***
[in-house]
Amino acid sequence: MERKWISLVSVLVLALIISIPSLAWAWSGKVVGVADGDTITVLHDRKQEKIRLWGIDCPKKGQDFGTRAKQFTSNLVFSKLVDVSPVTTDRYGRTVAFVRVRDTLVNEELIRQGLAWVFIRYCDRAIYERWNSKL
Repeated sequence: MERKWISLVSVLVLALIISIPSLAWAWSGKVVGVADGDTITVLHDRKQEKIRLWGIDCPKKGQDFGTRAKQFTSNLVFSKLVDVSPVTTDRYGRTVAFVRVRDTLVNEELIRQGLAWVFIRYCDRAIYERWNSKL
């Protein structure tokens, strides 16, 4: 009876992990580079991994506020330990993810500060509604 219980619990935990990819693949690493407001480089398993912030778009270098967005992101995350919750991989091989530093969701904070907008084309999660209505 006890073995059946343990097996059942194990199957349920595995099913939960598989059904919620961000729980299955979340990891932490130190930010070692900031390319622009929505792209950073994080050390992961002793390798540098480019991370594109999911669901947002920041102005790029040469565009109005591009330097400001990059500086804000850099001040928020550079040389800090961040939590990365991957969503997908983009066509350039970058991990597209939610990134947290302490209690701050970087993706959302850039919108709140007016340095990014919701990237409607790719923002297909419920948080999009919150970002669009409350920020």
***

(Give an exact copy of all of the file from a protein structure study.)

[in-house]
Amino acid sequence: MERKWISLVSVLVLALIISIPSLAWAWSGKVVGVADGDTITVLHDRKQEKIRLWGIDCPKKGQDFGTRAKQFTSNLVFSKLVDVSPVTTDRYGRTVAFVRVRDTLVNEELIRQGLAWVFIRYCDRAIYERWNSKL
Repeated sequence: MERKWISLVSVLVLALIISIPSLAWAWSGKVVGVADGDTITVLHDRKQEKIRLWGIDCPKKGQDFGTRAKQFTSNLVFSKLVDVSPVTTDRYGRTVAFVRVRDTLVNEELIRQGLAWVFIRYCDRAIYERWNSKL
């Protein structure tokens, strides 16, 4: 009876992990580079991994506020330990993810500060509604 219980619990935990990819693949690493407001480089398993912030778009270098967005992101995350919750991989091989530093969701904070907008084309999660209505 006890073995059946343990097996059942194990199957349920595995099913939960598989059904919620961000729980299955979340990891932490130190930010070692900031390319622009929505792209950073994080050390992961002793390798540098480019991370594109999911669901947002920041102005790029040469565009109005591009330097400001990059500086804000850099001040928020550079040389800090961040939590990365991957969503997908983009066509350039970058991990597209939610990134947290302490209690701050970087993706959302850039919108709140007016340095990014919701990237409607790719923002297909419920948080999009919150970002669009409350920020």